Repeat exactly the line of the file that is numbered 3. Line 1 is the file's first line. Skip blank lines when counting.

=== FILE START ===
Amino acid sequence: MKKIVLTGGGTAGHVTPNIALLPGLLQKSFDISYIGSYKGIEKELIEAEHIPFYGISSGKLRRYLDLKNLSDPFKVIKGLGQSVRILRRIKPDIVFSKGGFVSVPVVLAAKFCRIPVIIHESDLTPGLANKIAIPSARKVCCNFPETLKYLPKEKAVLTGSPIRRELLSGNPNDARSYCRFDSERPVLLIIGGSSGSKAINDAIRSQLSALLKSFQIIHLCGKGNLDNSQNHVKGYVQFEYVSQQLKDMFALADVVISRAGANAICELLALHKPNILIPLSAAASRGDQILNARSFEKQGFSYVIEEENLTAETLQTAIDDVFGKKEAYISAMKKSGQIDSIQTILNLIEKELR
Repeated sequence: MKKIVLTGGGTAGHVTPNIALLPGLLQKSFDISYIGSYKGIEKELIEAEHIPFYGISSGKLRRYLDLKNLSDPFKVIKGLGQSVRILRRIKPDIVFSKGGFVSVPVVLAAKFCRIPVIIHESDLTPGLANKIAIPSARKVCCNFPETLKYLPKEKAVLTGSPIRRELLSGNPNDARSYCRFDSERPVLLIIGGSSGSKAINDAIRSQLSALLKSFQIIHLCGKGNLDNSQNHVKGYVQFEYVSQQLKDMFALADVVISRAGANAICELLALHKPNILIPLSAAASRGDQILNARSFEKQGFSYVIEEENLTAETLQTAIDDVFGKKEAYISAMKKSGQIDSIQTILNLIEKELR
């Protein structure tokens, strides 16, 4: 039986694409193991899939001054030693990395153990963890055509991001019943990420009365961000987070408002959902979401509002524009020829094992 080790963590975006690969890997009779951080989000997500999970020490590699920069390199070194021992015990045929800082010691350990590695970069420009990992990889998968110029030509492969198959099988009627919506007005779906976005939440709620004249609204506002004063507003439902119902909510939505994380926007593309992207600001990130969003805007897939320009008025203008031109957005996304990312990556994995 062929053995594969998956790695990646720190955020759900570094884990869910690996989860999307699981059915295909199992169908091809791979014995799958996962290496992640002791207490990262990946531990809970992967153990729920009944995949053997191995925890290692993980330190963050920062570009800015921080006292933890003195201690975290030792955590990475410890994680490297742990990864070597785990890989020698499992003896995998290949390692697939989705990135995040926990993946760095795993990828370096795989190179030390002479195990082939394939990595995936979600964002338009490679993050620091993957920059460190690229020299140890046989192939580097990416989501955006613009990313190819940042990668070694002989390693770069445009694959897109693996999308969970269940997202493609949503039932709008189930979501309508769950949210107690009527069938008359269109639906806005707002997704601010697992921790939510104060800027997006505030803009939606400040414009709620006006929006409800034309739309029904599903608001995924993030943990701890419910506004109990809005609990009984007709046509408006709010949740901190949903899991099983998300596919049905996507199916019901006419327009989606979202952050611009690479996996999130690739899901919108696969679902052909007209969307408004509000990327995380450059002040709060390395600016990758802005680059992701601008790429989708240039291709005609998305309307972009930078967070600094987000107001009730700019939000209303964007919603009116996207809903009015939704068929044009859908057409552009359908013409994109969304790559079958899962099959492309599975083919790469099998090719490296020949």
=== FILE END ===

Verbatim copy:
């Protein structure tokens, strides 16, 4: 039986694409193991899939001054030693990395153990963890055509991001019943990420009365961000987070408002959902979401509002524009020829094992 080790963590975006690969890997009779951080989000997500999970020490590699920069390199070194021992015990045929800082010691350990590695970069420009990992990889998968110029030509492969198959099988009627919506007005779906976005939440709620004249609204506002004063507003439902119902909510939505994380926007593309992207600001990130969003805007897939320009008025203008031109957005996304990312990556994995 062929053995594969998956790695990646720190955020759900570094884990869910690996989860999307699981059915295909199992169908091809791979014995799958996962290496992640002791207490990262990946531990809970992967153990729920009944995949053997191995925890290692993980330190963050920062570009800015921080006292933890003195201690975290030792955590990475410890994680490297742990990864070597785990890989020698499992003896995998290949390692697939989705990135995040926990993946760095795993990828370096795989190179030390002479195990082939394939990595995936979600964002338009490679993050620091993957920059460190690229020299140890046989192939580097990416989501955006613009990313190819940042990668070694002989390693770069445009694959897109693996999308969970269940997202493609949503039932709008189930979501309508769950949210107690009527069938008359269109639906806005707002997704601010697992921790939510104060800027997006505030803009939606400040414009709620006006929006409800034309739309029904599903608001995924993030943990701890419910506004109990809005609990009984007709046509408006709010949740901190949903899991099983998300596919049905996507199916019901006419327009989606979202952050611009690479996996999130690739899901919108696969679902052909007209969307408004509000990327995380450059002040709060390395600016990758802005680059992701601008790429989708240039291709005609998305309307972009930078967070600094987000107001009730700019939000209303964007919603009116996207809903009015939704068929044009859908057409552009359908013409994109969304790559079958899962099959492309599975083919790469099998090719490296020949």